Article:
1973 24 Hours of Daytona – Race Profile and Photo Gallery Page Fourteen
The accident with the errant bird no doubt scared everyone in the Brumos pits. You are holding a comfortable lead on your way to a win and this happens. No one could have predicted that. It was a miracle that Haywood hadn’t been injured by the bird strike or lost control of the car. It was to Haywood’s credit that he kept everything under control.
The unexpected bird strike on the leading car was of great concern to Norbert Singer. It was his job to see that the brand new Porsche 911 Carrera RSs finished the race and already one of them had retired. To be this close to a win and fail was unacceptable so after the car returned to the track, with Peter Gregg at the wheel, he kept a close eye on the lap charts to see what kind of lead they had and how fast the car was going.
When Singer was informed by the folks keeping the lap charts that the car had what was thought to be a comfortable lead he put out the order to the signal pit to have Gregg “SLOW” down. The signal went out but after several laps it was apparent that Gregg had ignored the order. Again the signal went out and again it was ignored.
At this point Singer made no further demands but Brumos General Manager Bob Snodgrass stepped in and talked to the signal pits by phone. The signal pits were on the straight between turns two and three and you could only communicate with them via phones set up in the pits just for this event. Finally the Brumos signal pit put out a board which read, “SINGER SAYS SLOW.” Only then did Gregg lift up on the accelerator. One must not bite the hand that feeds you.
The final hours of the race were without any further dramatics, bird strikes, accidents, blown engines and the like. There was a bit of drama in the Brumos pits when representatives of Classic Car Wax approached them with an offer they thought Brumos couldn’t refuse. If the leading Brumos Porsche would pit late in the race they would wash and wax the car in return for the princely sum of $10,000 (over $52,000 by today’s standards) along with the right to advertise same.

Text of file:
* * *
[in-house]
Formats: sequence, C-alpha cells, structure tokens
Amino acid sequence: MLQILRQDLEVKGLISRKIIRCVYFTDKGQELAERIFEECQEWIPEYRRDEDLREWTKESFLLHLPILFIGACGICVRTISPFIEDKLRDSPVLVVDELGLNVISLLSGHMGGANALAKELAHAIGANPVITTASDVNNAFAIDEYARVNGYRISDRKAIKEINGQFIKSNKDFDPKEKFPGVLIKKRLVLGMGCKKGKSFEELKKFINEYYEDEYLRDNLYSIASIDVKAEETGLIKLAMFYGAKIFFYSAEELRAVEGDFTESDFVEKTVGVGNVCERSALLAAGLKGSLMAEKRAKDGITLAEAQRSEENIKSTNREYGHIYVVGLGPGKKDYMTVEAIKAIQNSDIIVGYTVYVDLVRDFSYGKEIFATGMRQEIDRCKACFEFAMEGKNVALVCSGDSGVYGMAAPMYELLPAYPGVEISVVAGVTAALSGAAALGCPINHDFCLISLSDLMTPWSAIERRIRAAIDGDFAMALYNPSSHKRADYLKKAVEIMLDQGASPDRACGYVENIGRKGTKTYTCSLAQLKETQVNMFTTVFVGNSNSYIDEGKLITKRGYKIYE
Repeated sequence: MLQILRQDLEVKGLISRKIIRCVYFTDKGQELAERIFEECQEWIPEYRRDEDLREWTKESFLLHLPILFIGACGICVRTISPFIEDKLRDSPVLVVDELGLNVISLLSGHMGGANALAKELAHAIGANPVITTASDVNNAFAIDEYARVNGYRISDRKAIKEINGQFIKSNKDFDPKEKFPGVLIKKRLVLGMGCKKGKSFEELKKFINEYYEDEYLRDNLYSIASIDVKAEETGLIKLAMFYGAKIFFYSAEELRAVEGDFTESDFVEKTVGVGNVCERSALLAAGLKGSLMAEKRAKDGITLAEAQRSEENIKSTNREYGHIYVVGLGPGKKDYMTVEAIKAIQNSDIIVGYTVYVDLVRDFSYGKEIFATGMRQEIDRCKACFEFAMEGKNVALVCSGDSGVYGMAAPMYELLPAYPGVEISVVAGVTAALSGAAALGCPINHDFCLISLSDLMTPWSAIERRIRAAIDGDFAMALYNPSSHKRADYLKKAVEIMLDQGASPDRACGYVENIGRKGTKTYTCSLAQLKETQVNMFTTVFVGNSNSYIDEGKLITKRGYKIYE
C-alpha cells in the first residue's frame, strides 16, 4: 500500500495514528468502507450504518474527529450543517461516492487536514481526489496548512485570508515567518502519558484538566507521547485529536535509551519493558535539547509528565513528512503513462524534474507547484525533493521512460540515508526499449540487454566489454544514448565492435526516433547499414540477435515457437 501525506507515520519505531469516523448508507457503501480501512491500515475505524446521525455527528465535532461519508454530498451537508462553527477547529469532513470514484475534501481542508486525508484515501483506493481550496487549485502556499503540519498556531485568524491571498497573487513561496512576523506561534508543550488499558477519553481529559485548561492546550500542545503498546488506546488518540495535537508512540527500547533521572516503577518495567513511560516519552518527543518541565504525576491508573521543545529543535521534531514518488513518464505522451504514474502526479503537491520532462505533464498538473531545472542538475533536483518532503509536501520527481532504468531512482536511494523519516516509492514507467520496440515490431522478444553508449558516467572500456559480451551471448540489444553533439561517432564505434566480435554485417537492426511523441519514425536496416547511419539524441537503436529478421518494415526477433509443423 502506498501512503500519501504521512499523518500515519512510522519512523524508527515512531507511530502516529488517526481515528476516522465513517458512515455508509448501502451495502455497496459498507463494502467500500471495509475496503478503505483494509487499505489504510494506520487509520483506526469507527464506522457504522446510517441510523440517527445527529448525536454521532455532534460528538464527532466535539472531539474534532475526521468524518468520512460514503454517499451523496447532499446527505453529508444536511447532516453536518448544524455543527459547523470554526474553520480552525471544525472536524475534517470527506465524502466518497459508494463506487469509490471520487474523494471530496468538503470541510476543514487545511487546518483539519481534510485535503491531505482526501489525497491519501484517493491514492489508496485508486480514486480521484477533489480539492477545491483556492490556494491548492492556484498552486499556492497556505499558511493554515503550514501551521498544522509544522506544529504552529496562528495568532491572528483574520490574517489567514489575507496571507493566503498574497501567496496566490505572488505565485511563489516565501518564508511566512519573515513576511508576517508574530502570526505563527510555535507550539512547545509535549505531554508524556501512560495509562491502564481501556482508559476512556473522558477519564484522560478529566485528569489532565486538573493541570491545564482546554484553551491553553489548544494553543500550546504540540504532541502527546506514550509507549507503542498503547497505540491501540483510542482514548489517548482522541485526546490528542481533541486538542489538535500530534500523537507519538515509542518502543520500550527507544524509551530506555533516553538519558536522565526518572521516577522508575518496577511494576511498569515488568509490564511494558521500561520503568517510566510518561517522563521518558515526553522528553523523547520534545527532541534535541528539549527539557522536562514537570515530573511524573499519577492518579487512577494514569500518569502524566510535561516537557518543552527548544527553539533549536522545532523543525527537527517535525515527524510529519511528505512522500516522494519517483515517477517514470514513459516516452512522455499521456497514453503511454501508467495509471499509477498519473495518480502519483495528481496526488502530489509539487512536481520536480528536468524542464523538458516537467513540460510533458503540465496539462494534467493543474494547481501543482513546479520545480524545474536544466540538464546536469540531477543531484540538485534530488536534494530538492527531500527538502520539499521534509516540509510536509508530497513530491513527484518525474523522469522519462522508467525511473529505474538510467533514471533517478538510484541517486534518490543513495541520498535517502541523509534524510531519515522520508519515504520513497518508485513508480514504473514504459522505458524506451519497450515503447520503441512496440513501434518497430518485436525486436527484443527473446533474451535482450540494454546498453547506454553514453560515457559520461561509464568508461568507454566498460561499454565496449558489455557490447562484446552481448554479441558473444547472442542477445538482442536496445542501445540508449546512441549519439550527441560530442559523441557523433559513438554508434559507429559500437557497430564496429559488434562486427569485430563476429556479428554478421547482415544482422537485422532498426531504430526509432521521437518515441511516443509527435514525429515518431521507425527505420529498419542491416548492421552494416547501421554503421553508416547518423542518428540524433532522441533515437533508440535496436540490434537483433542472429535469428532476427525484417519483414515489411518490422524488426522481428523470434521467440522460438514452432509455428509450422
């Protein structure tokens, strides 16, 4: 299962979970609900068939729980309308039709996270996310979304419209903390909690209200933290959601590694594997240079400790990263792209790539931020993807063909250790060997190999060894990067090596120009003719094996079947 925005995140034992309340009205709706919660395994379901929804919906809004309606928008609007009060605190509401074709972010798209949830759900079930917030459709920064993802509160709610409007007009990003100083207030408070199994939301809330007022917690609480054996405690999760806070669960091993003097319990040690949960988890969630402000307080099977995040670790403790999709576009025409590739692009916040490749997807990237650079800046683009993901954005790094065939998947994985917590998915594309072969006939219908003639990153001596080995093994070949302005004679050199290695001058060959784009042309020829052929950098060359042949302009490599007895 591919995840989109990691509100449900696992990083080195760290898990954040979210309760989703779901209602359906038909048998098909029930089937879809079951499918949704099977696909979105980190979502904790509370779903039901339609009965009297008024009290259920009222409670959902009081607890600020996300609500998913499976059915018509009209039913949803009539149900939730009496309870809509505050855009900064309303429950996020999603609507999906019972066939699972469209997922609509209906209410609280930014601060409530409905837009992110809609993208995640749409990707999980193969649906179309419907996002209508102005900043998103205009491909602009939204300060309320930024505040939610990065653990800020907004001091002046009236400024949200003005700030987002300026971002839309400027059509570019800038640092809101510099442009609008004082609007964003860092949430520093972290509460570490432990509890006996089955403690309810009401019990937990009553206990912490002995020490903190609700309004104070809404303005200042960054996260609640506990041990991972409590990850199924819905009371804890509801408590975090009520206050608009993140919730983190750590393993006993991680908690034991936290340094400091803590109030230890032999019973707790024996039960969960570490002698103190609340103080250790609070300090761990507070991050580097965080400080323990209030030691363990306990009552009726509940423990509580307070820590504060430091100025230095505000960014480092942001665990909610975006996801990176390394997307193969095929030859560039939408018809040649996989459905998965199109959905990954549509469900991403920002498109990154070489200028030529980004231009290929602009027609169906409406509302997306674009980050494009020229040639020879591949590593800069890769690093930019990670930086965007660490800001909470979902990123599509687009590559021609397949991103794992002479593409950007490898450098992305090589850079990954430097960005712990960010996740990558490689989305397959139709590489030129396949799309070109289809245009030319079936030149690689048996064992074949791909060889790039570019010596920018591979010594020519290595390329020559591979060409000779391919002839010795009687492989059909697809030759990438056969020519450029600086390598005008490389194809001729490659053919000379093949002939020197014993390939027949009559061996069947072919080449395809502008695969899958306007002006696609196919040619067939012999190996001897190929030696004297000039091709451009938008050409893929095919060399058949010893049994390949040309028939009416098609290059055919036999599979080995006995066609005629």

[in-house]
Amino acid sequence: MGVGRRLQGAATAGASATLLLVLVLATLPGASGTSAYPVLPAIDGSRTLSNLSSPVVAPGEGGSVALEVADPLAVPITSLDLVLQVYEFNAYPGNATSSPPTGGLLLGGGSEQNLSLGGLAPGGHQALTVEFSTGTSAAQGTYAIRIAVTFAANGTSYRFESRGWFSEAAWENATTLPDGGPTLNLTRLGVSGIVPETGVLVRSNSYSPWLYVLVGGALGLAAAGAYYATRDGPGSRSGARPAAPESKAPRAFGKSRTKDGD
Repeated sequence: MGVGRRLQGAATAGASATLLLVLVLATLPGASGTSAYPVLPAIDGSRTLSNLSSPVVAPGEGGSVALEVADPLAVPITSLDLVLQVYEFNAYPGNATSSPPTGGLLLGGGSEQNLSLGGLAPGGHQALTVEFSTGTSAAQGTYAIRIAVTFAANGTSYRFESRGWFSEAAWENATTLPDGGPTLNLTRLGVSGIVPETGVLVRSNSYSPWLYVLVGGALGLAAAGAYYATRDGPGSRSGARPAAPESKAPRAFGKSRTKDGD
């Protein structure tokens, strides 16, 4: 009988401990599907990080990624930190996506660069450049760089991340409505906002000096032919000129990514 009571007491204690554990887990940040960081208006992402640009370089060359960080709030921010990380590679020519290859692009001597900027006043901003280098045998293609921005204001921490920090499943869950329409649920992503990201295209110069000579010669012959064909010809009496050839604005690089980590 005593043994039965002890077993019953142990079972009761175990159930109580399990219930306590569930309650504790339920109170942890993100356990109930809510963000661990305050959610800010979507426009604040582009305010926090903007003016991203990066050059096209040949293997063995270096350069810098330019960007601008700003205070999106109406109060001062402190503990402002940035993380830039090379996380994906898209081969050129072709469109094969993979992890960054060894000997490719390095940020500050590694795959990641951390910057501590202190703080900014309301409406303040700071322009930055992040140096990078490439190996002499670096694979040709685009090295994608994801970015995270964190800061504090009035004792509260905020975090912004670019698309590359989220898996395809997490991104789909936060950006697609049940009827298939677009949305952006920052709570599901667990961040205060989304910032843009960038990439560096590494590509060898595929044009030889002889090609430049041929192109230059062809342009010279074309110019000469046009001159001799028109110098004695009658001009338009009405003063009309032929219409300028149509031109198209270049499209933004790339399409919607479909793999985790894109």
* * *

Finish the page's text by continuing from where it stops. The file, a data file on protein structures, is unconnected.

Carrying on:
For several reasons Peter Gregg politely refused the offer and figuring prominently in his reasons was the fear that during the extended time in the pits, for the wash-n-wax, the car might not restart. That would spell disaster in epic proportions. To lose a race like the Daytona 24 because of a wash-n-wax would go down in automotive history and make Brumos and Peter Gregg a joke for years if not decades to come. The offer had to be declined.
When the checkered flag was waved, this time on the front straight, at 3:03 pm on Sunday the #59 red, white and blue Brumos Porsche crossed the finish line with a 22 lap lead over the Minter/Migault Daytona and 26 laps ahead of the Heinz/McClure/English Corvette. In fourth was the Porsche 911S of Bruce Jennings, George Stone and Mike Downs. Following them across the finish line was the NART Ferrari 365GTB/4 of Chinetti/Grossman/Shaw.